Morning Briefing: Europe just raised the stakes on this risk

Morning Briefing: Europe just raised the stakes on this risk

Morning Briefing: Europe just raised the stakes on this risk Europe just raised the stakes on this risk
Companies that operate in the European Union are facing huge fines for breaching tough new data protection laws. The region’s lawmakers have voted for new measures that could result in fines of 4 per cent of a company’s global annual turnover if they are breached. Among the requirements, which will come into force from 2018, firms will need to report a data breach within 72 hours and employ a dedicated data protection officer if they are handling large volumes of data. The ‘right to be forgotten’ will be extended to give consumers more power over what can be found about them by search engines and consumers will also be able to control where their data is stored and be given access to it.
 
Insurer offers new flood risk product for condo associations
NFS Edge Insurance Agency has launched a new flood risk product aimed at condo associations to provide a private alternative to the Residential Condominium Association Package. The product includes $5 million in primary flood coverage for condo associations of up to $50 million in value and is aimed at those associations in high risk and coastal areas. “Agents tell us their clients’ biggest pain point is the constant increase in the cost of their condo association flood insurance policy. And because condo associations have had only one option for coverage until now, they had no way to manage their costs,” said Timothy McCoy, managing director, NFS Edge. “Our private alternative gives agents and their clients a much needed option.”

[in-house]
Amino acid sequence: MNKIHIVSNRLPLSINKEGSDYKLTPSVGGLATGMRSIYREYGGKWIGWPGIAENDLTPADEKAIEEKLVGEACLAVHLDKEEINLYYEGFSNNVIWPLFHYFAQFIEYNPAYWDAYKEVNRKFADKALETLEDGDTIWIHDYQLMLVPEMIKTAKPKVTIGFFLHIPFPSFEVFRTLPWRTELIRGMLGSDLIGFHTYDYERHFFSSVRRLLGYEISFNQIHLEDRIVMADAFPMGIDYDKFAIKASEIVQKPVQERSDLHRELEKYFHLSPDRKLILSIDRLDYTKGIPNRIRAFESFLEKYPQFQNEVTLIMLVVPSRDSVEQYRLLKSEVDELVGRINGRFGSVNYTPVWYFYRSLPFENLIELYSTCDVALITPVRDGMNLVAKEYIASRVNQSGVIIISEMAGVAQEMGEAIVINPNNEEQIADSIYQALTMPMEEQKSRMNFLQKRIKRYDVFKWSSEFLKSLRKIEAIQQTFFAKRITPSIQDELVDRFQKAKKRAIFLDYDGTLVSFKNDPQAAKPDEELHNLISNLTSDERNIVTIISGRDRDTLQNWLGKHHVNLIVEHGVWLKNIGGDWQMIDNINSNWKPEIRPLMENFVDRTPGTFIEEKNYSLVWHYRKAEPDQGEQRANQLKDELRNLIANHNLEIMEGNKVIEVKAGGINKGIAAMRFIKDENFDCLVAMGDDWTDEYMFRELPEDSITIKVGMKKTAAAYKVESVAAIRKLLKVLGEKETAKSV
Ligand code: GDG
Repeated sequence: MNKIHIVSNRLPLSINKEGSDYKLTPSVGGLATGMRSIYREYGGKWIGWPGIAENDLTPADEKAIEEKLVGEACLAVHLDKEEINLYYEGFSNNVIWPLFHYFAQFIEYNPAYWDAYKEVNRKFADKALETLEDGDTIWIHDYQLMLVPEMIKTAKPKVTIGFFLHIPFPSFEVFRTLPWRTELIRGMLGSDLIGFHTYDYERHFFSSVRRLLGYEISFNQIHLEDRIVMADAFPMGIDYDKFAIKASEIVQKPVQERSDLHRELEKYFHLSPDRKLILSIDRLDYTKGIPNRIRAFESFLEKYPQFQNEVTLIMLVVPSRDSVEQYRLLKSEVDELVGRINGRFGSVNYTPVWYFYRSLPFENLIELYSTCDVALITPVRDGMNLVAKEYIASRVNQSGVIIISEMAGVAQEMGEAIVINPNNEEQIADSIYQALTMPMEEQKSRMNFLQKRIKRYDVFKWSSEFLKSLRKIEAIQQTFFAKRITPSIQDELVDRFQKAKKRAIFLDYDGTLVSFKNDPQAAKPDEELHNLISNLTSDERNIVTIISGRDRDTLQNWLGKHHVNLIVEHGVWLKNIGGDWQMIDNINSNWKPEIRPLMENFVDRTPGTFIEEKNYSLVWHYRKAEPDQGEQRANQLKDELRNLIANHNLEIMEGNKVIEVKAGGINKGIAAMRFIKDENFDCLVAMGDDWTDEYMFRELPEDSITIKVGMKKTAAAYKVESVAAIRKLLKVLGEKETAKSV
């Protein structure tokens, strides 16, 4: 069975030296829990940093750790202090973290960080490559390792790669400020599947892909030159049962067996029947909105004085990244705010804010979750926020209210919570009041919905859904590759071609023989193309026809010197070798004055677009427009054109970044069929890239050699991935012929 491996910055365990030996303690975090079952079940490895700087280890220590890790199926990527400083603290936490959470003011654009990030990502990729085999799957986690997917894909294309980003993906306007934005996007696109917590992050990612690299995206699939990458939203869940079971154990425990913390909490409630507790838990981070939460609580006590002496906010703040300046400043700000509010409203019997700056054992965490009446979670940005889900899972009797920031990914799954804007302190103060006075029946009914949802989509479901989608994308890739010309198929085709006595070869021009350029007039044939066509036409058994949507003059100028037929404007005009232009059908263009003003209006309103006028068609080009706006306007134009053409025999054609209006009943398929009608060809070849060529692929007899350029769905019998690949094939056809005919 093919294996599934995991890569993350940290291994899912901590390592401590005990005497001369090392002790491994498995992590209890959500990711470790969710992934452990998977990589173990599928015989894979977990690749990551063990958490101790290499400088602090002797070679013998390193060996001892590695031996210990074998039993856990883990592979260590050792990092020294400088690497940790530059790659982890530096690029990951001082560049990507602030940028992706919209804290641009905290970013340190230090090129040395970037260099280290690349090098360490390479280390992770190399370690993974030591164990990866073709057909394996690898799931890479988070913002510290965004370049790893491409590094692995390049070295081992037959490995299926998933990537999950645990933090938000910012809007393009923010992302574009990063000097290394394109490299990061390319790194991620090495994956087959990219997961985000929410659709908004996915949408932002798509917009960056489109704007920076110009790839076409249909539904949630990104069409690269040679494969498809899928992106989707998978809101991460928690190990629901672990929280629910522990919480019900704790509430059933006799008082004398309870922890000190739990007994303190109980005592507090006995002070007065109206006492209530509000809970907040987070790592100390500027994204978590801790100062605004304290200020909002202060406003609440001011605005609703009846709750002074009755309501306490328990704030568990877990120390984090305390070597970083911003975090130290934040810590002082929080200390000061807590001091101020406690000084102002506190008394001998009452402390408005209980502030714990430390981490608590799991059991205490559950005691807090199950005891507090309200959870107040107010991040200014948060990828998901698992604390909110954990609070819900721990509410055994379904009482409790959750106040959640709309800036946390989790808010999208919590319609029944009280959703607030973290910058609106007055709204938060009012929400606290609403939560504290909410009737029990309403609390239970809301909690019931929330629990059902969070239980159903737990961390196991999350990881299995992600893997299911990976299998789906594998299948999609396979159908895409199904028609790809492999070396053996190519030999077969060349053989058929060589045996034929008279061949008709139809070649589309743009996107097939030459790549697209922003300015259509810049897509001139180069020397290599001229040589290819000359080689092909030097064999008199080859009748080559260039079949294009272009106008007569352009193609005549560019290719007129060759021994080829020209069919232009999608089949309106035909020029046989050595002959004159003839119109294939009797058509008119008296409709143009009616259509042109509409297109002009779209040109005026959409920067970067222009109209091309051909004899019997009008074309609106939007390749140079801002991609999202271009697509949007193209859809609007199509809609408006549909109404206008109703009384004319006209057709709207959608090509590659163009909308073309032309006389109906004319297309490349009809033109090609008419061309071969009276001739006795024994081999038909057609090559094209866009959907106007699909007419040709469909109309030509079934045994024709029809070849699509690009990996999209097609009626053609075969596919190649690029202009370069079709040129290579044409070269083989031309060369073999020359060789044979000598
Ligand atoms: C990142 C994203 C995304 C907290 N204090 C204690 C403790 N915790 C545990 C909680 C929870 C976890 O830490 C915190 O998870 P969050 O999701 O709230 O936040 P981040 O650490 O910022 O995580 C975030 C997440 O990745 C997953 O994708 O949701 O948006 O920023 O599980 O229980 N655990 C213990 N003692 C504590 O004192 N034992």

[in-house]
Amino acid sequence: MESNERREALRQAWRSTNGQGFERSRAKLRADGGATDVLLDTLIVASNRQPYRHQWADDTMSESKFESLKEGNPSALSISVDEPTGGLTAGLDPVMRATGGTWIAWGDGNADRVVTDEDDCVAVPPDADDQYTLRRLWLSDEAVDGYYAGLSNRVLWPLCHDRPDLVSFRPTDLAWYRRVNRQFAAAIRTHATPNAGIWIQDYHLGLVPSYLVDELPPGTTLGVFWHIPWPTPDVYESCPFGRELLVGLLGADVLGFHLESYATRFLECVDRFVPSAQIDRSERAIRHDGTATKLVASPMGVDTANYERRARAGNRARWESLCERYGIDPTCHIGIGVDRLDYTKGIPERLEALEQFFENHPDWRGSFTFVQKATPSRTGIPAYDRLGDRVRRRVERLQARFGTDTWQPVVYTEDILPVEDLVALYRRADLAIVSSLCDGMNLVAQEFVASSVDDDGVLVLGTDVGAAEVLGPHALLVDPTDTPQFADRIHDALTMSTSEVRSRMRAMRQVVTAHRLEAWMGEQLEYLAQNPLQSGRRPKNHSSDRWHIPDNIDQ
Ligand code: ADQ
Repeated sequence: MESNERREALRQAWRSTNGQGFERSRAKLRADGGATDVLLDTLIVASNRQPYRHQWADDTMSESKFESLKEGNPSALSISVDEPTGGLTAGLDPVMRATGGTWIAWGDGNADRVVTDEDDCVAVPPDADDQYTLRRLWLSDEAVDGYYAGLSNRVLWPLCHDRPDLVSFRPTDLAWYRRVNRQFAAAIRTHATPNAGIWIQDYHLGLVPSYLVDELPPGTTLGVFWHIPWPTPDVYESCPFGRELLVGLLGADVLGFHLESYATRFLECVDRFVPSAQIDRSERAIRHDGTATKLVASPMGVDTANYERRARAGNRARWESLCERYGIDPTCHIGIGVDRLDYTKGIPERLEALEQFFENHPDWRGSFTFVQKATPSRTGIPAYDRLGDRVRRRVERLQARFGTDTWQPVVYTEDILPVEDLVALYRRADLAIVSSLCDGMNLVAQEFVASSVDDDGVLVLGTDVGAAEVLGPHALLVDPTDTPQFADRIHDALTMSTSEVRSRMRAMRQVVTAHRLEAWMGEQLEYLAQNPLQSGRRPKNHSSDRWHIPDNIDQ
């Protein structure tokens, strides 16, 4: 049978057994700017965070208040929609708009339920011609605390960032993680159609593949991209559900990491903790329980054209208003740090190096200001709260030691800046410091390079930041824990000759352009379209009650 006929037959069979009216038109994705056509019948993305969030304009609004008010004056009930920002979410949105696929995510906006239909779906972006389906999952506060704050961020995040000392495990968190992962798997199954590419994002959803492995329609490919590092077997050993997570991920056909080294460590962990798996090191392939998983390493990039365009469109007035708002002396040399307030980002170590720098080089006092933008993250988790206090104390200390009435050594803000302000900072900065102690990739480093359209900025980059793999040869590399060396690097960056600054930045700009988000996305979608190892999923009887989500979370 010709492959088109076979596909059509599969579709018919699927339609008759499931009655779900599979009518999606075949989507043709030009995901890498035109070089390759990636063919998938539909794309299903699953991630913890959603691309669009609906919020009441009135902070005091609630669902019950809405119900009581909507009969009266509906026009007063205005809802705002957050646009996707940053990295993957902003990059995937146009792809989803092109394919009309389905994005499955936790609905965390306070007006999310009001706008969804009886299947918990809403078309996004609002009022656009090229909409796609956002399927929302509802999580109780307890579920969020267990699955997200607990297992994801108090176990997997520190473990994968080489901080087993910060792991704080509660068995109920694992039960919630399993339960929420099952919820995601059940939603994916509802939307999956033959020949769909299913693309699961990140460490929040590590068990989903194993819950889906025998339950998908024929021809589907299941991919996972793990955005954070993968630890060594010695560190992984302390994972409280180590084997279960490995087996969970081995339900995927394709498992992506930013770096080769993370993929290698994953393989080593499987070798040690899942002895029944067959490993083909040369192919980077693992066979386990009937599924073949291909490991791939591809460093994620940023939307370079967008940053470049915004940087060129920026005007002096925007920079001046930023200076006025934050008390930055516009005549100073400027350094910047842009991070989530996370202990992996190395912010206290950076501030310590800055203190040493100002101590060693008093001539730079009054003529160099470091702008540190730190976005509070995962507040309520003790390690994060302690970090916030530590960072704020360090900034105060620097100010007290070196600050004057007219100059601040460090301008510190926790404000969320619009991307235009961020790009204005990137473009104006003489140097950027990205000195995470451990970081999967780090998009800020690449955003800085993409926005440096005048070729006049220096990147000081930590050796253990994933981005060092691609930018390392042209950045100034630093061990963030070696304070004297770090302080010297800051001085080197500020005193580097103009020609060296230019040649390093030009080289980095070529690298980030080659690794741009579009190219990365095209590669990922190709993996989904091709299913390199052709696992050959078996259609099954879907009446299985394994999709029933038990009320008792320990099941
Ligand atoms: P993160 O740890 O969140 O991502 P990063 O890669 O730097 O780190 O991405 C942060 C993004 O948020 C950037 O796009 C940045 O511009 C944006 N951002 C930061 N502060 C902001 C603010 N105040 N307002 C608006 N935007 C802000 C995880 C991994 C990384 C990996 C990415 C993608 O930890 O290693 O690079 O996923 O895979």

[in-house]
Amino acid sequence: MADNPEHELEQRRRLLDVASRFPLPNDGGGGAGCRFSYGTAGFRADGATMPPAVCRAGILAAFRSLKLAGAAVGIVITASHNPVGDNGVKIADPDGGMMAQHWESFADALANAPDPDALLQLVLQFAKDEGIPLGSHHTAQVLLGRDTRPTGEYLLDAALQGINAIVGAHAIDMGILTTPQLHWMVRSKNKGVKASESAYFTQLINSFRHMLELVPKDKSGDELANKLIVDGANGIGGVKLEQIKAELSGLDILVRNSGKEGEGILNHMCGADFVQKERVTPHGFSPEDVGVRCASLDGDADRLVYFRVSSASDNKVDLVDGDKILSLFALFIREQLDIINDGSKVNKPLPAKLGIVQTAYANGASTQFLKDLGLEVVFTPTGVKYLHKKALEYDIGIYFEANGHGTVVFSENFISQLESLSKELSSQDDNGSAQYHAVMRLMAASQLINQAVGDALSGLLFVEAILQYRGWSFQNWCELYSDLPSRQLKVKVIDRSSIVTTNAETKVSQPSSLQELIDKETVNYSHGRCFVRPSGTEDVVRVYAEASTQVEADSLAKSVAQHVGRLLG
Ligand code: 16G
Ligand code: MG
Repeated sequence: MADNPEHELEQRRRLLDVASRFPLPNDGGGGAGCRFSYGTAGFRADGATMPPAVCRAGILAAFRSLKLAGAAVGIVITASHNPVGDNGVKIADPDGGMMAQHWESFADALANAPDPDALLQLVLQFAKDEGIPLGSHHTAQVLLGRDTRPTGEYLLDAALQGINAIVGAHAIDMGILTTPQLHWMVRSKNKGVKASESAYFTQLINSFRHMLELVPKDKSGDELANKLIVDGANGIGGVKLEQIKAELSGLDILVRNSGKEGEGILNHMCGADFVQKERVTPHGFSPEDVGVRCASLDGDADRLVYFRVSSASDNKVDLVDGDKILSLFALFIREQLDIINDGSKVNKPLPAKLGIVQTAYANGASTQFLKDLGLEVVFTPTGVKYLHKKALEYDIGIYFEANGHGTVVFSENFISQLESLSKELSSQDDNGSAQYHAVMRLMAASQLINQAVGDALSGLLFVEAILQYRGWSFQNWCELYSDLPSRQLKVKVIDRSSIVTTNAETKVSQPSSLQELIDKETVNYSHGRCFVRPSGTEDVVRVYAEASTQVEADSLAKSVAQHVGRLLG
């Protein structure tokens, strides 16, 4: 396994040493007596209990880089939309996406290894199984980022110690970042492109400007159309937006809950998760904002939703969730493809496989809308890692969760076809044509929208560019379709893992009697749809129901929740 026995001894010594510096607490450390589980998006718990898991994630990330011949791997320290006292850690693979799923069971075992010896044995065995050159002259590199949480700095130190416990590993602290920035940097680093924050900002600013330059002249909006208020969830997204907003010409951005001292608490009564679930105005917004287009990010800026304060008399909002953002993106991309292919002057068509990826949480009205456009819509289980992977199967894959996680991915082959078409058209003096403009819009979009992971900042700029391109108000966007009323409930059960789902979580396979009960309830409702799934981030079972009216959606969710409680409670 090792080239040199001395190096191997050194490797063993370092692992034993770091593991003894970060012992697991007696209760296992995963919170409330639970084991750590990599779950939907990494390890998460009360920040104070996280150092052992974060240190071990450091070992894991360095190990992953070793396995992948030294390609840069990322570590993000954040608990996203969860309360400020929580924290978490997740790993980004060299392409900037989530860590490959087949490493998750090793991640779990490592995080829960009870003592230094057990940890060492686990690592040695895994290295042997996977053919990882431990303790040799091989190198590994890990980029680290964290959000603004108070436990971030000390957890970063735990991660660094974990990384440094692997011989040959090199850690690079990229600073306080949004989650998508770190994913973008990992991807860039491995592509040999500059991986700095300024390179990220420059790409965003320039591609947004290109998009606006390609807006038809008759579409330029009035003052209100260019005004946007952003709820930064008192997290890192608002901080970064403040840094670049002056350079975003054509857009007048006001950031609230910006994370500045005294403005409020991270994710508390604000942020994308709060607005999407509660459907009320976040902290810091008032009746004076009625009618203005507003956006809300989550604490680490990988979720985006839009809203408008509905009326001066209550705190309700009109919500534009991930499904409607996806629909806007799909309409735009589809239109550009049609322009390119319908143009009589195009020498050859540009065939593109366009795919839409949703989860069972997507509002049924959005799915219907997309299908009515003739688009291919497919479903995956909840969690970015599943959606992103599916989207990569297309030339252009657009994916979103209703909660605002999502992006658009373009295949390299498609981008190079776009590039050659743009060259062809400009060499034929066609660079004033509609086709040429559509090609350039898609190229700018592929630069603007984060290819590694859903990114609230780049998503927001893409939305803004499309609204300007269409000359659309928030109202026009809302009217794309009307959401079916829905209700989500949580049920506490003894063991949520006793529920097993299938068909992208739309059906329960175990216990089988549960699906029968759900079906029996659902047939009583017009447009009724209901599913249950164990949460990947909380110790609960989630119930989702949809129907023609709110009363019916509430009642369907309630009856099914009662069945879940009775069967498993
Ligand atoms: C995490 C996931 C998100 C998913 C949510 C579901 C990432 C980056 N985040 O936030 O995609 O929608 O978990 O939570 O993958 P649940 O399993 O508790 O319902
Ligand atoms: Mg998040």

Fracking caused BC earthquake
An earthquake of 4.6 magnitude which hit northeastern British Columbia in August was the result of fracking. The conclusion from the BC Oil and Gas Commission means that it was the largest quake to be linked to fracking in the province. Although the quake was large enough to cause brief shaking they are not considered a serious threat to public safety. However energy firm Progress told The Financial Post that it takes the report seriously and highlighted that it has 17 seismic activity monitoring stations in its operating area.